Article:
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September 4, 2015: Friday news roundup

It’s Friday, and it’s a three-day weekend — let’s get the party started! Sure, but first things first: before we dive into the Labor Day festivities, take a peek at this week’s news stories…

Facebook takes a step into education software
First, some breaking news out of Menlo Park — Facebook has announced it’s working to develop software for elementary school students as part of a bigger, long-term commitment to education initiatives. As the NY Times puts it, this move is “not quite philanthropy and not quite business.” Either way, good to see the edtech space attracting a company like Facebook with unmatched influence and resources getting involved in improving our public school system.

I’ve spent a lifetime building a mighty network. Here are my secrets.
Udemy can help you beef up your resume with the in-demand skills employers are seeking, but sometimes it also helps to know the right people. Whether you’re in an active job search or not, you won’t regret cultivating a robust professional network. Just don’t be one of those people who only gets in touch when you need something…

The new workplace normal — uncertain work
A bit of harsh reality from former Secretary of Labor Robert Reich, who warns that the gig or sharing economy is more accurately “the irregular economy.” He proposes a system whereby “Whatever party… pays more than half of someone’s income or provides more than half their working hours should be responsible for all the labor protections and insurance an employee is entitled to.”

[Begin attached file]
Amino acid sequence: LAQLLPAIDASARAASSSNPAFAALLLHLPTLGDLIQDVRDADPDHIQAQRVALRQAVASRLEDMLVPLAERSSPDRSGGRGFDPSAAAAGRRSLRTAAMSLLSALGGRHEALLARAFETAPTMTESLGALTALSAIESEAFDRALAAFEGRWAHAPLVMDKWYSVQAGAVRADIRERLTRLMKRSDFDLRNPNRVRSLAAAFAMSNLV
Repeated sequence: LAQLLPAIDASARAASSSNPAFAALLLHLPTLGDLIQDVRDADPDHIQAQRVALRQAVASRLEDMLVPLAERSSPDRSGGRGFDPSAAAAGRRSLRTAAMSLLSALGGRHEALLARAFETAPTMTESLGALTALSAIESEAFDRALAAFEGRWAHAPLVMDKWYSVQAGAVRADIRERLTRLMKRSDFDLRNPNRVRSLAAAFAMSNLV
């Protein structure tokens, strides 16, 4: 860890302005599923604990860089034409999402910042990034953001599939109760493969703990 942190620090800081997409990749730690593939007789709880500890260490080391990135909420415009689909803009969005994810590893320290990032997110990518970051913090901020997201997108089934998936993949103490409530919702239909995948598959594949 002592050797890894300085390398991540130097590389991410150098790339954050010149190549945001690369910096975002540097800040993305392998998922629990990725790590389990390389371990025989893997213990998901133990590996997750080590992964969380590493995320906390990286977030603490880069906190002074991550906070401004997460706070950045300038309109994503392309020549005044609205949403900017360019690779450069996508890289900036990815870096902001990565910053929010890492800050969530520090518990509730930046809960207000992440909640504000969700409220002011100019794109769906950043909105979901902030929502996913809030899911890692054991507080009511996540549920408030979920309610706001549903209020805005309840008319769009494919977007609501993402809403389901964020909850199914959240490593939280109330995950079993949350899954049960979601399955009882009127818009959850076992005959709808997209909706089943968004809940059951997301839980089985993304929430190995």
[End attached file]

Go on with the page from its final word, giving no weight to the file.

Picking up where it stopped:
Senior citizens’ use of computers and mobile phones might share 10 years off their mental age
Technology might be confounding for older people to learn, but new research has found an upside — using computers might improve cognitive abilities. Finally, something that will convince my mom to figure out how to get online!

Something outside of work changed how I think at work
The author of this article is a millennial who’s “at the age when friends and colleagues are talking about graduate school.” Rather than go down that road, however, he signed up for improv classes. And guess what — he learned a lot of lessons that are helping him in his professional life anyway.

Millennials are annoyed when your grammar’s not on fleek
We’ll wrap up the roundup with a story to warm the heart of editors everywhere. A Dictionary.com survey found that 74% of respondents aged 18-34 are annoyed by grammar and spelling mistakes on social media. Proofread your tweets, folks!